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S.L. campaign reform: not quite

Take a second look at Salt Lake City's proposed campaign-reform plans before doing cartwheels. There's more there than initially meets the eye.

In spite of sincere intentions otherwise, the City Council's proposal to voluntarily limit spending on council and mayoral races is more of an incumbent- or high-profile-protection plan. Those are the candidates who would benefit most.Think about it. You are Joe Average running against a well-known public figure or against a seated official; you both spend equal amounts. Who has the significant edge?

Obviously, the high-profile person has an advantage unless he or she is completely incompetent or corrupt. Even then, it's often tough to oust someone already in place.

The problem with voluntary limits is that campaigns are not conducted in a vacuum. There are many other factors and influences outside of direct campaign spending that influence candidates' images and voters' perceptions. Sometimes, a challenger has to spend more to overcome those disadvantages.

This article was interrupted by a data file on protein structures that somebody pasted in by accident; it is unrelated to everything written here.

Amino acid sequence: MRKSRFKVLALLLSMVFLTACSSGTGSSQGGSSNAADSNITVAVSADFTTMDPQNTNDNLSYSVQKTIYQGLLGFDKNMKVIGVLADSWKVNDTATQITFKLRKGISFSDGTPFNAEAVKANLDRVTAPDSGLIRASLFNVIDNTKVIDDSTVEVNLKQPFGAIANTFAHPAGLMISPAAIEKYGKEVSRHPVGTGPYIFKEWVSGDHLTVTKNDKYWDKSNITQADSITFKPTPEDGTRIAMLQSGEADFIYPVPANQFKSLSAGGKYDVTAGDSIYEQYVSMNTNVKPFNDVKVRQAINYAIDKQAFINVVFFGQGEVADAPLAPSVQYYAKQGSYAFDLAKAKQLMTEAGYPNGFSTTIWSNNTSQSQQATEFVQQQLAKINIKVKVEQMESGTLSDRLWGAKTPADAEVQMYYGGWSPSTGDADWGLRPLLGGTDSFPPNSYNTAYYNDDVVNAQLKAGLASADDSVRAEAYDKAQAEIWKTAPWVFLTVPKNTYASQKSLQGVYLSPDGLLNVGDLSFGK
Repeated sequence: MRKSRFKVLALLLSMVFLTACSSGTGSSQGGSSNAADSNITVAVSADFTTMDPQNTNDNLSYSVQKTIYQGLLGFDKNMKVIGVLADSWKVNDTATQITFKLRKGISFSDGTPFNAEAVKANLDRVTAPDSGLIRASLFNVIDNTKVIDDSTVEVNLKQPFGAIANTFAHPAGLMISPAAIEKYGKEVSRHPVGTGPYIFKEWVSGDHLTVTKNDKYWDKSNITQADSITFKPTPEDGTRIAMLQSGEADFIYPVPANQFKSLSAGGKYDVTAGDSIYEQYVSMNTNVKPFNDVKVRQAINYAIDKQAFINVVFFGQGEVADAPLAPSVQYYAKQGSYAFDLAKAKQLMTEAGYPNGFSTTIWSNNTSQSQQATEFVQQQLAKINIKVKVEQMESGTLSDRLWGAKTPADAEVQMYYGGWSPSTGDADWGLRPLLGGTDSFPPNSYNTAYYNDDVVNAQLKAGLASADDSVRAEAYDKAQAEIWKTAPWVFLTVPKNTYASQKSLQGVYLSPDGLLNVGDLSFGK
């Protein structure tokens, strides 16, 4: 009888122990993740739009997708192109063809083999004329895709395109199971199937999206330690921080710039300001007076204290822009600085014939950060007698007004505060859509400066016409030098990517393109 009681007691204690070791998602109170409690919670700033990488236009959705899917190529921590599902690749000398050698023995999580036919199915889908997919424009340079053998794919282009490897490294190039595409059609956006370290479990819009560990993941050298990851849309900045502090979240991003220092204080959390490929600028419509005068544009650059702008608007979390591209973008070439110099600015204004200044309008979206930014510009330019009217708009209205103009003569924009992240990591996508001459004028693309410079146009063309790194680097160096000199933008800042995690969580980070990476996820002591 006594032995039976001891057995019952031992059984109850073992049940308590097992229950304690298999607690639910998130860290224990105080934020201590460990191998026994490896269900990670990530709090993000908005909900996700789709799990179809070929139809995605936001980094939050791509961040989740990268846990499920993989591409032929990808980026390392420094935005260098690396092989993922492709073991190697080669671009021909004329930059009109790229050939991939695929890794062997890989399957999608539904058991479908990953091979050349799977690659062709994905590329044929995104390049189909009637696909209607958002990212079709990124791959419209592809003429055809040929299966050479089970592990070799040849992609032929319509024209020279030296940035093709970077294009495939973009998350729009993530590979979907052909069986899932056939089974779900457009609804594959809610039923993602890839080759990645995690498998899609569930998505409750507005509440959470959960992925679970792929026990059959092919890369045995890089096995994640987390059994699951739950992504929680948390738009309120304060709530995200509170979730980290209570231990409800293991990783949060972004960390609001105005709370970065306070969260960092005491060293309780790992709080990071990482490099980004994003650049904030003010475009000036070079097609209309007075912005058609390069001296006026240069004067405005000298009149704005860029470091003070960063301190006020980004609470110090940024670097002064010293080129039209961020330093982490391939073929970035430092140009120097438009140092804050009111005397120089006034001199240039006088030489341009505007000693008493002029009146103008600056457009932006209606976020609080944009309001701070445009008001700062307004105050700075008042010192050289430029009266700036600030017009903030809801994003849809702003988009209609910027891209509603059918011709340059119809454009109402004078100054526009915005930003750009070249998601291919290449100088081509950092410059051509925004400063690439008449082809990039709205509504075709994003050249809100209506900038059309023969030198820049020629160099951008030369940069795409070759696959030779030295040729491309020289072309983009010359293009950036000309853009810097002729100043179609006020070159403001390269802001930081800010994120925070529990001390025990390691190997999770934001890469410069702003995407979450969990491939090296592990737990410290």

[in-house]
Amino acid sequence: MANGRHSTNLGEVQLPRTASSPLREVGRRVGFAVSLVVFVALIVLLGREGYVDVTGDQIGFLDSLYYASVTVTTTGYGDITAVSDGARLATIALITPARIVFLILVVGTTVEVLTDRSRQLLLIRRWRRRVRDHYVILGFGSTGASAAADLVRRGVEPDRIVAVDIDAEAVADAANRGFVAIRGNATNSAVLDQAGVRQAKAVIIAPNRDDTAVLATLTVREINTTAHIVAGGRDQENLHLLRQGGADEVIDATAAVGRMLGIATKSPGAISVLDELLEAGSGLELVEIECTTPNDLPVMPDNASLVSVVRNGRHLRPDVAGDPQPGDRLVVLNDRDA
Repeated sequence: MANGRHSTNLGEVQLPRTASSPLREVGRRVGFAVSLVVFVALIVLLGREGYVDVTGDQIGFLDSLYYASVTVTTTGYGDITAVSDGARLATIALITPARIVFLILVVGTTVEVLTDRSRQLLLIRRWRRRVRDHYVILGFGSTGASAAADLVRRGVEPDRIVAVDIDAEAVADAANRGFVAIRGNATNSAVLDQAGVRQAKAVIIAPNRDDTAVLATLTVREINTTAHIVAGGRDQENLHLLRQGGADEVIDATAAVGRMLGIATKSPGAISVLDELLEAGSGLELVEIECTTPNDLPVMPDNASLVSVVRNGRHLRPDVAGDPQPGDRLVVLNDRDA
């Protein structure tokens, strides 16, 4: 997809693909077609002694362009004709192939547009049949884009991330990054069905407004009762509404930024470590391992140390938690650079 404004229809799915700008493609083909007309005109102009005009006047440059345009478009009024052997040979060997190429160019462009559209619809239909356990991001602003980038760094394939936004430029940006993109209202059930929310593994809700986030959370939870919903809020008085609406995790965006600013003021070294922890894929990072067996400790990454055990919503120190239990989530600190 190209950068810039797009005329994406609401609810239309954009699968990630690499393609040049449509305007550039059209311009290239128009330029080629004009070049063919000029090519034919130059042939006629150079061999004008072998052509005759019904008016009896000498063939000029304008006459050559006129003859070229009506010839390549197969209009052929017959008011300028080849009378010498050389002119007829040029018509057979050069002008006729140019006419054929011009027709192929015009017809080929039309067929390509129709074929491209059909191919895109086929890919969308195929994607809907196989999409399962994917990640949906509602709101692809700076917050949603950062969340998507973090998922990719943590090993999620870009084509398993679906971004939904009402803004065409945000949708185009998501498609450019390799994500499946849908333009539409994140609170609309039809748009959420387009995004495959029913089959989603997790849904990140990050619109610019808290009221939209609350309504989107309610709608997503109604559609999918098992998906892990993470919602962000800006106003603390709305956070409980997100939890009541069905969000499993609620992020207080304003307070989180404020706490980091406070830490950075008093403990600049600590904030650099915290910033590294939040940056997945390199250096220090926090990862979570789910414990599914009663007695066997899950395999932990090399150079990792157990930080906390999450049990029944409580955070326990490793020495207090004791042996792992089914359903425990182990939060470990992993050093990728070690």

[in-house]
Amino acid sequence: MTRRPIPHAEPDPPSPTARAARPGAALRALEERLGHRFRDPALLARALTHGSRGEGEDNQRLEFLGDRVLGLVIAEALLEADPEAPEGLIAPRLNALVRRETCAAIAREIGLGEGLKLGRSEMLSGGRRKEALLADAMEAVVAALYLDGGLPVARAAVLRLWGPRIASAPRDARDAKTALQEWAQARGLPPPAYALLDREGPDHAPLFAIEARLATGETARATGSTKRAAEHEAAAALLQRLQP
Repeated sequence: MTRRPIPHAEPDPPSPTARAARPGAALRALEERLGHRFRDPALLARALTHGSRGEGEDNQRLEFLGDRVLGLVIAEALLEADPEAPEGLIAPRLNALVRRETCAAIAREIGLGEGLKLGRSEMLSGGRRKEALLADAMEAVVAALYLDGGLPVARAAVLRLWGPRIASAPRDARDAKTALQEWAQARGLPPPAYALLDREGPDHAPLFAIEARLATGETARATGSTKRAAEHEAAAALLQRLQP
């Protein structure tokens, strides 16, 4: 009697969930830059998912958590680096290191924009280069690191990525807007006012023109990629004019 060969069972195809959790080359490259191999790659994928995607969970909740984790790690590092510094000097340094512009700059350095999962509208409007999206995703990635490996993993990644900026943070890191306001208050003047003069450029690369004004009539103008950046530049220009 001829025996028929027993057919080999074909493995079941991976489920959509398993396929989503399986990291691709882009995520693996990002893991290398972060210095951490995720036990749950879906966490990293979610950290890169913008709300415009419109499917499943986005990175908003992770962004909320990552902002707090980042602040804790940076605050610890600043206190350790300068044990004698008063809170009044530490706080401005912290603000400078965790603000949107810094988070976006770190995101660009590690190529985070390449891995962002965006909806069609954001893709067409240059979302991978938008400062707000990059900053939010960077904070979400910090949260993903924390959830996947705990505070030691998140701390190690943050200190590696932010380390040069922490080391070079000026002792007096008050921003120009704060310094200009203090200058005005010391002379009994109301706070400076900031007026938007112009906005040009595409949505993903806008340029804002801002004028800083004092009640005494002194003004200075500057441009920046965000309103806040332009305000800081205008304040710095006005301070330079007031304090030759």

That is not to discount concerns that spending has become excessive in Salt Lake races, as well as in political contests at all levels. It has, and it discourages participation. But as the U.S. Supreme Court recently affirmed on the national level, there are important First Amendment considerations regarding freedom of expression - with or without attached price tags - that outweigh the distastefulness of excessive spending.

Three things are becoming increasingly clear concerning the issue of campaign-finance reform at all levels: The First Amendment must be respected; candidates will always find loopholes to specific restrictions, as evidenced on the state and national levels; and full disclosure without any restrictions is the only way to eliminate problems with all of the above.

Salt Lake City ought to adopt strict disclosure requirements, then let voters decide when someone is trying to inappropriately "buy" an election and respond accordingly at the ballot box. After all is said, done and spent, the electorate still holds the keys to the success or failure of any candidate.